Showing posts with label William Shakespeare. Show all posts
Showing posts with label William Shakespeare. Show all posts

Friday 23 April 2021

Cultural Studies: Retellings of Shakespeare's Plays


Video Recording of the Online Talk on 'Cultural Studies: Retellings of Shakespeare's Plays


Title: "Universal Shakespeare | Cultural Studies: Retellings of Shakespeare's Plays | April 22, 2021"

This event was broadcasted on our Facebook page. In case you couldn't join or got disconnected, students can still access it through our Facebook page, where the link has been shared. Thank you. Shall I begin now? Yes, okay. Thank you, Puja madam.

Today, we find ourselves in an intriguing situation on April 23rd, which is celebrated as English Language Day and International Book and Copyright Day. The esteemed Jamnagar DKV College, a government institution, has organized this event, providing us with a unique opportunity to delve into the world of William Shakespeare.

However, it's essential to acknowledge the challenging circumstances surrounding us. We are in the midst of the second wave of the COVID-19 pandemic, which is spreading rapidly across India. Every day, we read about the rising death toll, increasing hospitalizations, and the heartbreaking stories of countless individuals affected by this crisis. This unprecedented health crisis has gripped our nation and the world, preoccupying our minds with tragedy.

During these trying times, concentrating on our studies, fostering innovation in our thinking, teaching, and work has become exceptionally challenging. The suffering caused by the pandemic has affected our friends, family, relatives, and neighbors, further adding to our collective distress.

I had initially intended to create an engaging PowerPoint presentation with graphics and images. However, as I attempted to prepare it over the past two days, my mind was constantly occupied by the current events, the concerns of our community, and the world at large. It seems that our thoughts have expanded beyond boundaries, transcending the limitations of our immediate surroundings.

William Shakespeare, a renowned figure in the world of literature, often faces criticism due to his association with a powerful colonial identity. However, it is crucial to shift our focus from the poet himself to his literary works, which have continued to inspire people worldwide. Shakespeare's works are not confined by colonial labels; they are universal.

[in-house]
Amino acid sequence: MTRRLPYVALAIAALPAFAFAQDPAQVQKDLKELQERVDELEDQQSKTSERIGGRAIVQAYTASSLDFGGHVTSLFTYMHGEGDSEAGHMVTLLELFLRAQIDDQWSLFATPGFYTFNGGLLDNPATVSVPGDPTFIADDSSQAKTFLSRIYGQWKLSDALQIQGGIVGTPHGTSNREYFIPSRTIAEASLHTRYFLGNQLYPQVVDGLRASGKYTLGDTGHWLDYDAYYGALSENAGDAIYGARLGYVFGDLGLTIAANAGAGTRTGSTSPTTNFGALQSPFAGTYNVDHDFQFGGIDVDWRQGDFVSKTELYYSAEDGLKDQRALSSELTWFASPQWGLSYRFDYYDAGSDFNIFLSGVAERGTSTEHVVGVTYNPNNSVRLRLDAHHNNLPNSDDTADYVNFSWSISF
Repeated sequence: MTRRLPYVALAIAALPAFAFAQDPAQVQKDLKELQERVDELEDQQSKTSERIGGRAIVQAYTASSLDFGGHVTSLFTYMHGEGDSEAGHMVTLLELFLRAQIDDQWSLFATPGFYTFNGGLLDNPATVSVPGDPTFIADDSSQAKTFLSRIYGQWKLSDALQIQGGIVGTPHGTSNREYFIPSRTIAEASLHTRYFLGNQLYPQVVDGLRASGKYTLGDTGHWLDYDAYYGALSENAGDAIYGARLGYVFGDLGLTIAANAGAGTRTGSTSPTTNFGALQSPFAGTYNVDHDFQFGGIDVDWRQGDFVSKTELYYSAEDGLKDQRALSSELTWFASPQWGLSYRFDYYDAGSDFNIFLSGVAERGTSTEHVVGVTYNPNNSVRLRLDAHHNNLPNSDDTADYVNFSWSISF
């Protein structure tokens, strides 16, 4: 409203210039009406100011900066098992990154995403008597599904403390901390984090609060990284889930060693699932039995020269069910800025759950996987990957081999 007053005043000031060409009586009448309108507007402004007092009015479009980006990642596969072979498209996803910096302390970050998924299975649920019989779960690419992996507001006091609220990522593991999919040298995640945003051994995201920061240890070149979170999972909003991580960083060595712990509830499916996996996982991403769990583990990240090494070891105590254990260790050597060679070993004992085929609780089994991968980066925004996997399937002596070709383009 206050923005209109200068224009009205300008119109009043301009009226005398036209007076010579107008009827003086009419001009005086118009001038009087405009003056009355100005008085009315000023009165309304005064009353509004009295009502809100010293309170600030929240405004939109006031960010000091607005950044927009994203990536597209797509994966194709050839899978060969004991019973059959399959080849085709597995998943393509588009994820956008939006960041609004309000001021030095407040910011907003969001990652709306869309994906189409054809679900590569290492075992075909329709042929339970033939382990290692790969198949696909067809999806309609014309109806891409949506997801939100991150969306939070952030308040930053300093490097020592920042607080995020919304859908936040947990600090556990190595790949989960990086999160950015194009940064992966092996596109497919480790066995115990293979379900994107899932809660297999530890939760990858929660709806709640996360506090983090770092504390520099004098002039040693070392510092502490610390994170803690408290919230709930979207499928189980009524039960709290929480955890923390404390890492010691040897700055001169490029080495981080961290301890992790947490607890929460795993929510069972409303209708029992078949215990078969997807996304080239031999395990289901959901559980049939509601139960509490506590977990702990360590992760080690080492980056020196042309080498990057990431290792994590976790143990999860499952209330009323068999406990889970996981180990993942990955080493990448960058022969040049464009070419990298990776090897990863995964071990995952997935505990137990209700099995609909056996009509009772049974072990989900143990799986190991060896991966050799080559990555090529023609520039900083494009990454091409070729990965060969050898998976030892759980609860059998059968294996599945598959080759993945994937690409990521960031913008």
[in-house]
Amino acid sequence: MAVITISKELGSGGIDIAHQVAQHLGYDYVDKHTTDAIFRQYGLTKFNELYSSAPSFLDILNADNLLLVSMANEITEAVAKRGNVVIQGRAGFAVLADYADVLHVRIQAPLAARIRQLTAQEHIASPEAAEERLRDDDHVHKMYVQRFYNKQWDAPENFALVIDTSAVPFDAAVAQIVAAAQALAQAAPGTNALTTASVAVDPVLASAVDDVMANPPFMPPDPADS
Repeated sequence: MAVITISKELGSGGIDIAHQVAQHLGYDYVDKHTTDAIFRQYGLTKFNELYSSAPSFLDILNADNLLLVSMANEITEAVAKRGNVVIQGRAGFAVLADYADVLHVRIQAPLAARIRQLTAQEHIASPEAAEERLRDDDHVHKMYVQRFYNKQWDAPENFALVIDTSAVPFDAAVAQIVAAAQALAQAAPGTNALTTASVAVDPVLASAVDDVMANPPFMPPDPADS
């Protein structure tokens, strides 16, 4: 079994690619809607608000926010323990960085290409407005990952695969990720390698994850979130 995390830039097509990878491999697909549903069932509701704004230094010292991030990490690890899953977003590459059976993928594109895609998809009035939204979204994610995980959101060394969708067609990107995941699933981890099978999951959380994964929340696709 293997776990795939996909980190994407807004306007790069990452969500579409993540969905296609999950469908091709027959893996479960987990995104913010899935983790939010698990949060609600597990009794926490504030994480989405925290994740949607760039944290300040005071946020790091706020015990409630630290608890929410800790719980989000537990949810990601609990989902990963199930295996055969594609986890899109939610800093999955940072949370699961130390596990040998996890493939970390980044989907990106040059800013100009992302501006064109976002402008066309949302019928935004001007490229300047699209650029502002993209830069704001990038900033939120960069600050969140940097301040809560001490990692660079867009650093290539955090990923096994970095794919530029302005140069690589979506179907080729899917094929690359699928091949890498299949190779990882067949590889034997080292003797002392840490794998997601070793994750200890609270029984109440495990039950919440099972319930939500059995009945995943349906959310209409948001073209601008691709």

Cultural studies have played a pivotal role in reshaping the academic perspective on popular culture and everyday life. Emerging from movements like feminism, Marxism, and post-structuralism, cultural studies have challenged the traditional snobbery associated with popular culture in academia.

William Shakespeare's works have been translated into numerous languages and adapted in various forms, from books to stage performances. It is the works themselves, rather than the author's identity, that continue to captivate and influence people globally.

In this digital age, the world has become interconnected, transcending geographical boundaries. However, this globalization also brings with it challenges related to cultural sensitivity and censorship, especially in the world of cinema and literature.

Shakespeare's iconic play, "Hamlet," is characterized by the ghost of the father urging his son to seek revenge. While Hamlet's actions may seem cruel, they are driven by a desire for justice rather than villainy. The play explores complex themes of power, betrayal, and vengeance.

In Tom Stoppard's adaptation, "Rosencrantz and Guildenstern Are Dead," the marginalized characters from Shakespeare's "Hamlet" take center stage. This reinterpretation highlights the forces beyond our control that shape our destinies, an apt reflection of the current global situation.

While the pandemic has brought about economic hardships for many, there are those who have seen their fortunes rise significantly, raising questions about wealth disparities. Tom Stoppard's retelling of "Hamlet" in the context of our pandemic era offers a thought-provoking perspective on these issues.

Shakespeare's "Macbeth" is a fast-paced, action-packed tragedy that has found enduring appeal on both stage and screen. Its exploration of ambition, power, and the consequences of one's choices makes it a favorite for filmmakers.

In a modern reinterpretation of "Macbeth," the role of Lady Macbeth takes on a new dimension as she becomes the driving force behind her husband's actions. This portrayal challenges traditional gender roles and raises questions about empowerment and morality.

In a unique twist, the witches in "Macbeth" are transformed into police constables who engage in encounters with others. This adaptation raises questions about the role of law enforcement in society and the power they wield.

The age of information and social media has given rise to the phenomenon of "WhatsApp University," where individuals propagate misinformation and half-truths. This post-truth era poses significant challenges for leaders and society as a whole.

As we navigate through these tumultuous times, Shakespeare's tragedies, such as "Julius Caesar" and "Othello," continue to resonate, prompting us to reflect on the intersections between literature and politics.

Literary forms have evolved over time, from dramas to novels and now to web series and cinema. It is essential to prioritize textual reading when introducing students to literary works, followed by exploring contemporary perspectives.

Democracy has replaced monarchy in today's world, emphasizing the importance of secularism in public spaces. Literature should not be confined by religious boundaries, and public spaces should be inclusive and secular.

In conclusion, we appreciate your time and participation in this session. We look forward to future discussions on cultural studies and related topics. Thank you once again. Goodbye, everyone.

Please note that the transcript has been restructured and expanded for clarity and coherence.